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Olga Králíčková | April 22, 2024

Can the national supervisory authority order the erasure of the data processed?

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The General Data Protection Regulation (GDPR) is a frequent topic on the agenda of the Court of Justice of the European Union (CJEU). The judgment of 14 March 2024 dealt with the power of national supervisory authorities to order the erasure of personal data without a request from the data subject.

In the dispute in question, the Hungarian supervisory authority ordered the Újpest municipal authority to delete personal data, in the scope of basic identification data and the social security number of natural persons, processed for the purpose of providing support related to the situation of covid-19 on the basis of a municipal ordinance. The Hungarian supervisory authority stated, among other things, that the Újpest Municipality did not inform the data subjects within one month of the categories of personal data processed in connection with this programme, the purpose of the processing concerned or the procedures for exercising the data subjects’ rights in this respect. The Hungarian State Treasury, which provided the data to the municipality, was also fined.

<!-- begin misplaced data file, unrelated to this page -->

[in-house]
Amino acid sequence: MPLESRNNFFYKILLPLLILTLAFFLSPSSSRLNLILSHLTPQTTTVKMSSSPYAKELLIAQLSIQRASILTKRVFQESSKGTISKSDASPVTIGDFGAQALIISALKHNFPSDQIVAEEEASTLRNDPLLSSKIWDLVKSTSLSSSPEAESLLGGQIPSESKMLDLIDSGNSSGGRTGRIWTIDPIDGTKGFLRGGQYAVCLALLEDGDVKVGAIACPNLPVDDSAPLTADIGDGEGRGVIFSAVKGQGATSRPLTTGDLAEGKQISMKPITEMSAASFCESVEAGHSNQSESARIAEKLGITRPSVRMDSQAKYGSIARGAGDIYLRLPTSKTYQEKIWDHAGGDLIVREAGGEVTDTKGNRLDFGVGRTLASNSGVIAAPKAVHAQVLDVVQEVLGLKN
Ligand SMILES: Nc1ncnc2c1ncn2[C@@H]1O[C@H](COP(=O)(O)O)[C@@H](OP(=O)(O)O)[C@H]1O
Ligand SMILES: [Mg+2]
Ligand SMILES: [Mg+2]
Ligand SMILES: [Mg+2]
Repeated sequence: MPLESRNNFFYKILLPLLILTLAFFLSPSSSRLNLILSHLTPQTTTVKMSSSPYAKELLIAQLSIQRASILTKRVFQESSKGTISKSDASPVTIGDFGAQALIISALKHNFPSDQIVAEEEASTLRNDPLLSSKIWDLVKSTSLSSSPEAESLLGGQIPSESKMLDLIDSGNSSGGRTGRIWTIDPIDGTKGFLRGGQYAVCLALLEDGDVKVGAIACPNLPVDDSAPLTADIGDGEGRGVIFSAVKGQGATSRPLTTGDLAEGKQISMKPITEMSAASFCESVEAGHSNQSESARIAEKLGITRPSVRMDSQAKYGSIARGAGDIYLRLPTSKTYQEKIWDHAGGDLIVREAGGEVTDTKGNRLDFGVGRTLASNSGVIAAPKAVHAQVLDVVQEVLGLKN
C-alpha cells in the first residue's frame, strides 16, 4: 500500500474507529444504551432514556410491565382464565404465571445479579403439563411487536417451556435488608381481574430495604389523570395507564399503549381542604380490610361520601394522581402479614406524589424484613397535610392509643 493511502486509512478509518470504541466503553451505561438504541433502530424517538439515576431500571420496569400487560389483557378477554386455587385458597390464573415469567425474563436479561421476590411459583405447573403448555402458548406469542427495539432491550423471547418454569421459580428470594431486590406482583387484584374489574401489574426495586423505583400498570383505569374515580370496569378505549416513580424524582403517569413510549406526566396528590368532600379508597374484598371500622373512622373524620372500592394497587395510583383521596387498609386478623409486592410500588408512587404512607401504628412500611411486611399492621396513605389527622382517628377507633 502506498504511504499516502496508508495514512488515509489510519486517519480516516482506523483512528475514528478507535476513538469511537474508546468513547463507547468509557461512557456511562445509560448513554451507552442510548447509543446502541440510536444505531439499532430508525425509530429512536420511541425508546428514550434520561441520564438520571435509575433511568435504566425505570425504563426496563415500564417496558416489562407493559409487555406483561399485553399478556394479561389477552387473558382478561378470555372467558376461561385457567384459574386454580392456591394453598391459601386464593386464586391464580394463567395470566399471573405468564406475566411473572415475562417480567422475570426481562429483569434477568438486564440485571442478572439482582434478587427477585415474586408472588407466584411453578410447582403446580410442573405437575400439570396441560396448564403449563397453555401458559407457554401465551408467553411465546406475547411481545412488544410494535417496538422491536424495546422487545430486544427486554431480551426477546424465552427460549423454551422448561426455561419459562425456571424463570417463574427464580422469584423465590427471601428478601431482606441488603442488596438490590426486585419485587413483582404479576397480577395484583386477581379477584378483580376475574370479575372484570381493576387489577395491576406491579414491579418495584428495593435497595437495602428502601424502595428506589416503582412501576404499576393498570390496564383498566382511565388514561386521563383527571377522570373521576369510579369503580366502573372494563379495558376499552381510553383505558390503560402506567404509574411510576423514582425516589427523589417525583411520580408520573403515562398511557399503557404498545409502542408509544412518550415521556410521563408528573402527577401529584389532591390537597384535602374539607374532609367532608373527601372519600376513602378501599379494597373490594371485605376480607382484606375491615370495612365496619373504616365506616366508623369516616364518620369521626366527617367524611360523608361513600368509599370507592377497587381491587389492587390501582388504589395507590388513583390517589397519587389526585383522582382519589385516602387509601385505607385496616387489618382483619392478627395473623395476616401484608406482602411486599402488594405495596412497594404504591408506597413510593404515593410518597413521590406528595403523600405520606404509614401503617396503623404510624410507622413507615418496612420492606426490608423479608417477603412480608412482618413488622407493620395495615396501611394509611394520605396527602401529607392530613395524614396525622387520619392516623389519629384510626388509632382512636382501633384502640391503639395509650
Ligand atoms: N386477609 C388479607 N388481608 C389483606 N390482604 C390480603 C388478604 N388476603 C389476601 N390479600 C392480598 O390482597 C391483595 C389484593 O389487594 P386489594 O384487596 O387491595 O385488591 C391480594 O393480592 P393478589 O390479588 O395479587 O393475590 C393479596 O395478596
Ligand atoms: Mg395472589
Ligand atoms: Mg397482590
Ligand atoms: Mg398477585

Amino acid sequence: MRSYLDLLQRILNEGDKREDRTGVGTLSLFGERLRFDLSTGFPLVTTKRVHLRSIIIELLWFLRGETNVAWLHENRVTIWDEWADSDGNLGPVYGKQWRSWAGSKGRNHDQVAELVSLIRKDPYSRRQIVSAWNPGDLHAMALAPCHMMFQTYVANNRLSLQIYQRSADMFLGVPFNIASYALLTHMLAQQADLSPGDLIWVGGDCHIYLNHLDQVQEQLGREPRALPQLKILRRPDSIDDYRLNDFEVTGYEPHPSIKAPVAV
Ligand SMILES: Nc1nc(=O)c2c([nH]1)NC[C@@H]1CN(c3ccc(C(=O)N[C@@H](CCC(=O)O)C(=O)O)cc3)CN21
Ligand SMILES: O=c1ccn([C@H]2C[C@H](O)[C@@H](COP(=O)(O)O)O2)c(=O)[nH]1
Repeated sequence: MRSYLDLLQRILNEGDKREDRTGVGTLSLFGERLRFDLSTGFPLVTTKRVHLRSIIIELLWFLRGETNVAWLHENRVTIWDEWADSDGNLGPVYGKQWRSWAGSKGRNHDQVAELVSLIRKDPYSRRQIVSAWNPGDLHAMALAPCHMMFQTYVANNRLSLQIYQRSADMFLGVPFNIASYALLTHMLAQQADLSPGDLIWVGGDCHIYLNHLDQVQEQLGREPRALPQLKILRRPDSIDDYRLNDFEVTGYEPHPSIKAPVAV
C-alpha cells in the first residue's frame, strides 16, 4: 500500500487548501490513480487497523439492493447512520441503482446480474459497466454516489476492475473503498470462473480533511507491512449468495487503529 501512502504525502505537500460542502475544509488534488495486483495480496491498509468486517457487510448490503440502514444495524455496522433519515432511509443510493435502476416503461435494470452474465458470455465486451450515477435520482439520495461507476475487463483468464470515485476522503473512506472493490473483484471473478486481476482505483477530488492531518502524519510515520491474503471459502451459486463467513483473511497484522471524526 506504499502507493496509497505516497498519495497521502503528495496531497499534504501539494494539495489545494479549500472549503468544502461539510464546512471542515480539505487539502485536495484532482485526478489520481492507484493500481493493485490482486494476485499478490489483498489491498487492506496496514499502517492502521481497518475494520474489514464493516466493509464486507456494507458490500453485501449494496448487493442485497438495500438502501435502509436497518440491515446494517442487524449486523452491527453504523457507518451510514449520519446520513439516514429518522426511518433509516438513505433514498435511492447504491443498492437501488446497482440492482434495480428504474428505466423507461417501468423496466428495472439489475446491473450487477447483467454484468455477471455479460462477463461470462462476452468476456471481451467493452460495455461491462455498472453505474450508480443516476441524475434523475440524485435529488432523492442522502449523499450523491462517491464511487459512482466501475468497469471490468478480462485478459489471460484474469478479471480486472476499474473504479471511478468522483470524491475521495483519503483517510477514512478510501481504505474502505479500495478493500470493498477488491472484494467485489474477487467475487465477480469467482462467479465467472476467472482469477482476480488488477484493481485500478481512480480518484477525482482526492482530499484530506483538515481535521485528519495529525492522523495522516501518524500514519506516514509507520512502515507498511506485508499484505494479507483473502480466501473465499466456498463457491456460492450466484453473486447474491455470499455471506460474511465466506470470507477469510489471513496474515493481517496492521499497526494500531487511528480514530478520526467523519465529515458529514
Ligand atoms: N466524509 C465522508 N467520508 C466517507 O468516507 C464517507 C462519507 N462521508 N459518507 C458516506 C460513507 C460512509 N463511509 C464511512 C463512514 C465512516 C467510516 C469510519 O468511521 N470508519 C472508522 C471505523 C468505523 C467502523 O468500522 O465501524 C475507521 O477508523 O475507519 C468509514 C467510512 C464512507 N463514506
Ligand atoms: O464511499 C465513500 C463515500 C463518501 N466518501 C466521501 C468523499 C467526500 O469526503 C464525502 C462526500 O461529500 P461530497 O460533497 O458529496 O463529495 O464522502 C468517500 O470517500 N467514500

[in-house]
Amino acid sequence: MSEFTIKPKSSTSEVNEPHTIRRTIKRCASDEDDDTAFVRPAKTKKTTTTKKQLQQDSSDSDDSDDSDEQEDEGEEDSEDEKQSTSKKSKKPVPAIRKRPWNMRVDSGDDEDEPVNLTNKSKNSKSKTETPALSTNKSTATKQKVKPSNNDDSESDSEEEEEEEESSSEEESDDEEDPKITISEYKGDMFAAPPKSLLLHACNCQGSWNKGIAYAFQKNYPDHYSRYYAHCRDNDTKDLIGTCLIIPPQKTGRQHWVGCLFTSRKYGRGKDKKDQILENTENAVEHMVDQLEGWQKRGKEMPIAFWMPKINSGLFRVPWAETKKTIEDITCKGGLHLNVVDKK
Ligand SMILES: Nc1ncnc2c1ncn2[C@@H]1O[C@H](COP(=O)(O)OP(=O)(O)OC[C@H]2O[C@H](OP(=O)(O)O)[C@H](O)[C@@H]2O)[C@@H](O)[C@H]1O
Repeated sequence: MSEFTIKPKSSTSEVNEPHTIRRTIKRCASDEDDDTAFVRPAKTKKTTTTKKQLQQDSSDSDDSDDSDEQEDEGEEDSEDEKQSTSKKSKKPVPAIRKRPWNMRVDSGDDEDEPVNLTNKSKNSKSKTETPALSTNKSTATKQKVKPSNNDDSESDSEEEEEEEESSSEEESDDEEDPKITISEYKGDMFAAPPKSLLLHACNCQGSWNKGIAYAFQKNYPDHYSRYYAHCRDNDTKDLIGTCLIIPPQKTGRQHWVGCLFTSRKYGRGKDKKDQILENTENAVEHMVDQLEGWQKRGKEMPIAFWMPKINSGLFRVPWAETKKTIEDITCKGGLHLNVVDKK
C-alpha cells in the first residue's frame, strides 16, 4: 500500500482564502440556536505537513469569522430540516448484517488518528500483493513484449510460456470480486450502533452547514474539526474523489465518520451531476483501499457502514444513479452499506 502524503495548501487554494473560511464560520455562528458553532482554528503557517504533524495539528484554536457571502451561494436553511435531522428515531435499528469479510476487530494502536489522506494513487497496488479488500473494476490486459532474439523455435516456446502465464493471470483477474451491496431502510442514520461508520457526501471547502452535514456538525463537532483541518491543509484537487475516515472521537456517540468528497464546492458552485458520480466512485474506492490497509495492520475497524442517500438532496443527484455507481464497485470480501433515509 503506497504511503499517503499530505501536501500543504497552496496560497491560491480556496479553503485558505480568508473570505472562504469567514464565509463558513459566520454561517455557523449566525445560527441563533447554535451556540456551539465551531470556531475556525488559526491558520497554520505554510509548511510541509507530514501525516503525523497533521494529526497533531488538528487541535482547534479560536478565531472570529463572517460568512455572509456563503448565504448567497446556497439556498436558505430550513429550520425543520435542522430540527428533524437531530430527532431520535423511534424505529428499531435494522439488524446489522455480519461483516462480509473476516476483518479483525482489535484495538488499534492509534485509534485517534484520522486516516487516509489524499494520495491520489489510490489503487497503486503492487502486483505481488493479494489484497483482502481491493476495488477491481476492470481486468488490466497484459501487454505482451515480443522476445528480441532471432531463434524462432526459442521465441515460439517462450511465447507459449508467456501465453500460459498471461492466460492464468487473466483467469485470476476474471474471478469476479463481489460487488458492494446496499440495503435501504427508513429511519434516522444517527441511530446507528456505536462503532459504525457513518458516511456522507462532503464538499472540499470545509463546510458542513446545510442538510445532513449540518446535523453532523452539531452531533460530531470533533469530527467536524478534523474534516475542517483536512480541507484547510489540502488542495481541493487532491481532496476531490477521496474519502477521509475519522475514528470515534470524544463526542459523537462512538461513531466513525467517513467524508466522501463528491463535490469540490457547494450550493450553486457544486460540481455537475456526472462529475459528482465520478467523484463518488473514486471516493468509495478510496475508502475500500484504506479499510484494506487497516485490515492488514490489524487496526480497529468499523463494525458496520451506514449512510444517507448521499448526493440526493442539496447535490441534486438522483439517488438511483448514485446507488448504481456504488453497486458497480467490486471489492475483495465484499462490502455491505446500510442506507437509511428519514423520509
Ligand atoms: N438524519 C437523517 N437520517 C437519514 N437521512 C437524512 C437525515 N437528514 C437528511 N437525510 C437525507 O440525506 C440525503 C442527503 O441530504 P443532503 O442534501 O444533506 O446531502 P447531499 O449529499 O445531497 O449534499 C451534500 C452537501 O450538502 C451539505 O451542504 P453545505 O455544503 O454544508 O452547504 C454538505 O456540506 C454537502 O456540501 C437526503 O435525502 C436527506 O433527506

In subsequent litigation, the Hungarian court asked the CJEU if Article 58(2)(c), (d) and (g) of the GDPR must be interpreted as meaning that the supervisory authority of a Member State is entitled, in the exercise of its power to take the remedial measures provided for in those provisions, to order a controller or processor to erase personal data which have been unlawfully processed, even if the data subject has not made any request to that effect to exercise his or her rights under Article 17(1) of that regulation.

The CJEU clarified the wording of Article 17 in the sense that it contains both regimes, i.e. both erasure at the request of the data subject and at the instruction from the controller. The latter is necessary because there are situations where the data subject has not necessarily been informed that personal data concerning him or her are being processed. In order to ensure a high standard of protection and therefore effective application of the GDPR, the supervisory authority must have powers to intervene against violations of the Regulation. According to the CJEU, it does not matter whether the data collected came from the data subject himself or from another source.

Therefore, the national supervisory authority may also order the erasure of the processed data on its own initiative and the consent of the data subject is not required.